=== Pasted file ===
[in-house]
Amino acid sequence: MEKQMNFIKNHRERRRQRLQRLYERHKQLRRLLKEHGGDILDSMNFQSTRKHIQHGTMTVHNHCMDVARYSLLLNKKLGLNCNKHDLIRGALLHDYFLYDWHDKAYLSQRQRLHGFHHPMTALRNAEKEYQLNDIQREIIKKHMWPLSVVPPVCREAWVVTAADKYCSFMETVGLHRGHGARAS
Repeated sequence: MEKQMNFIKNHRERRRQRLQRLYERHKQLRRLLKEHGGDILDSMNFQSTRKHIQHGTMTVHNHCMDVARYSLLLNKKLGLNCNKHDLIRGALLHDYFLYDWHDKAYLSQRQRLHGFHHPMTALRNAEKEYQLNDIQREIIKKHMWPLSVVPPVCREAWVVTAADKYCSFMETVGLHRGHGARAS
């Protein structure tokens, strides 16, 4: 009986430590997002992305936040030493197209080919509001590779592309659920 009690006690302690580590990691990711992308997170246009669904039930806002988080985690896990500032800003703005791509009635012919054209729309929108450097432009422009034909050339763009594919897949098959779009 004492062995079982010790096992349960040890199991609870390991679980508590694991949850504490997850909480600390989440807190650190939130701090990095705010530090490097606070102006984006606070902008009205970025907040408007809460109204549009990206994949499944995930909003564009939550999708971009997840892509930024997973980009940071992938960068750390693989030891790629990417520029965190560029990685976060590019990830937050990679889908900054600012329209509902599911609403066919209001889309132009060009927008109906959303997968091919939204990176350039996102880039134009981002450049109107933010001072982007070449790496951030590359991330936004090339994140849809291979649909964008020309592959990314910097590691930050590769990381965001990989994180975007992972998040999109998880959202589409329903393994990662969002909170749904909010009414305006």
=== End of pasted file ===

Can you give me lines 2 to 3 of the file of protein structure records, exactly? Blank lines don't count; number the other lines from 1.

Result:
Amino acid sequence: MEKQMNFIKNHRERRRQRLQRLYERHKQLRRLLKEHGGDILDSMNFQSTRKHIQHGTMTVHNHCMDVARYSLLLNKKLGLNCNKHDLIRGALLHDYFLYDWHDKAYLSQRQRLHGFHHPMTALRNAEKEYQLNDIQREIIKKHMWPLSVVPPVCREAWVVTAADKYCSFMETVGLHRGHGARAS
Repeated sequence: MEKQMNFIKNHRERRRQRLQRLYERHKQLRRLLKEHGGDILDSMNFQSTRKHIQHGTMTVHNHCMDVARYSLLLNKKLGLNCNKHDLIRGALLHDYFLYDWHDKAYLSQRQRLHGFHHPMTALRNAEKEYQLNDIQREIIKKHMWPLSVVPPVCREAWVVTAADKYCSFMETVGLHRGHGARAS